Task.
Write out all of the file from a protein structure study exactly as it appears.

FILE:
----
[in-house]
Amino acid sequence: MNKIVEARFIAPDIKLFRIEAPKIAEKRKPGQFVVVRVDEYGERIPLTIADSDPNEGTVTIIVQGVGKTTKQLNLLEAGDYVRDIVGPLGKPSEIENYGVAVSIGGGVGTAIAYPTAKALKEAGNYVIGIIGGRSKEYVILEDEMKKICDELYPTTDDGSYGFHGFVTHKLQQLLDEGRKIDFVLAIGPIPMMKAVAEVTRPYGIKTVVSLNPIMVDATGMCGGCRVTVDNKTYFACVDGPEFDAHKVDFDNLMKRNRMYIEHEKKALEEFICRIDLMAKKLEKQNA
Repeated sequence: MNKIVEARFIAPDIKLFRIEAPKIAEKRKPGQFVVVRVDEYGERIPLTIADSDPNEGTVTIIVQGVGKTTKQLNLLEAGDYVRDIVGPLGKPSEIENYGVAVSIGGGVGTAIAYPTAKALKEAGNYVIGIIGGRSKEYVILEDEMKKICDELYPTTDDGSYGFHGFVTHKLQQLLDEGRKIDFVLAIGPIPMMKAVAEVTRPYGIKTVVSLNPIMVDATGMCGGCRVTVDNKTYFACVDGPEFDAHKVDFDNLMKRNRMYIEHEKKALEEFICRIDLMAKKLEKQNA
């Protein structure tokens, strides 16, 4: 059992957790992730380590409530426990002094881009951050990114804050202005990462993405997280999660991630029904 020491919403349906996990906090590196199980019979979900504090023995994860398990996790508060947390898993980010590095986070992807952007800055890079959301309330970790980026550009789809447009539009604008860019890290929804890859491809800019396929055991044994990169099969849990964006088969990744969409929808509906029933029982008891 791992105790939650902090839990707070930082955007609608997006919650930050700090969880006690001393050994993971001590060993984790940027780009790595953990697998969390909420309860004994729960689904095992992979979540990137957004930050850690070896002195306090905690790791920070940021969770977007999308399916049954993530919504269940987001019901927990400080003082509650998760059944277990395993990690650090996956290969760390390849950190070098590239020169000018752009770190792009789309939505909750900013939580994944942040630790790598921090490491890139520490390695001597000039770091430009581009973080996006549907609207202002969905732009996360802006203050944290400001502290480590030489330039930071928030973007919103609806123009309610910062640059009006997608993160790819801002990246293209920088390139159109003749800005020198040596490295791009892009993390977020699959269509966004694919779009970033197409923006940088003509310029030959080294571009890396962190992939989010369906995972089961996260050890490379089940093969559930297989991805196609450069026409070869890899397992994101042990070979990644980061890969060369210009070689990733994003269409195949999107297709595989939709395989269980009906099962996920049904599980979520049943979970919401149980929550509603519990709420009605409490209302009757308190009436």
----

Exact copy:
[in-house]
Amino acid sequence: MNKIVEARFIAPDIKLFRIEAPKIAEKRKPGQFVVVRVDEYGERIPLTIADSDPNEGTVTIIVQGVGKTTKQLNLLEAGDYVRDIVGPLGKPSEIENYGVAVSIGGGVGTAIAYPTAKALKEAGNYVIGIIGGRSKEYVILEDEMKKICDELYPTTDDGSYGFHGFVTHKLQQLLDEGRKIDFVLAIGPIPMMKAVAEVTRPYGIKTVVSLNPIMVDATGMCGGCRVTVDNKTYFACVDGPEFDAHKVDFDNLMKRNRMYIEHEKKALEEFICRIDLMAKKLEKQNA
Repeated sequence: MNKIVEARFIAPDIKLFRIEAPKIAEKRKPGQFVVVRVDEYGERIPLTIADSDPNEGTVTIIVQGVGKTTKQLNLLEAGDYVRDIVGPLGKPSEIENYGVAVSIGGGVGTAIAYPTAKALKEAGNYVIGIIGGRSKEYVILEDEMKKICDELYPTTDDGSYGFHGFVTHKLQQLLDEGRKIDFVLAIGPIPMMKAVAEVTRPYGIKTVVSLNPIMVDATGMCGGCRVTVDNKTYFACVDGPEFDAHKVDFDNLMKRNRMYIEHEKKALEEFICRIDLMAKKLEKQNA
């Protein structure tokens, strides 16, 4: 059992957790992730380590409530426990002094881009951050990114804050202005990462993405997280999660991630029904 020491919403349906996990906090590196199980019979979900504090023995994860398990996790508060947390898993980010590095986070992807952007800055890079959301309330970790980026550009789809447009539009604008860019890290929804890859491809800019396929055991044994990169099969849990964006088969990744969409929808509906029933029982008891 791992105790939650902090839990707070930082955007609608997006919650930050700090969880006690001393050994993971001590060993984790940027780009790595953990697998969390909420309860004994729960689904095992992979979540990137957004930050850690070896002195306090905690790791920070940021969770977007999308399916049954993530919504269940987001019901927990400080003082509650998760059944277990395993990690650090996956290969760390390849950190070098590239020169000018752009770190792009789309939505909750900013939580994944942040630790790598921090490491890139520490390695001597000039770091430009581009973080996006549907609207202002969905732009996360802006203050944290400001502290480590030489330039930071928030973007919103609806123009309610910062640059009006997608993160790819801002990246293209920088390139159109003749800005020198040596490295791009892009993390977020699959269509966004694919779009970033197409923006940088003509310029030959080294571009890396962190992939989010369906995972089961996260050890490379089940093969559930297989991805196609450069026409070869890899397992994101042990070979990644980061890969060369210009070689990733994003269409195949999107297709595989939709395989269980009906099962996920049904599980979520049943979970919401149980929550509603519990709420009605409490209302009757308190009436």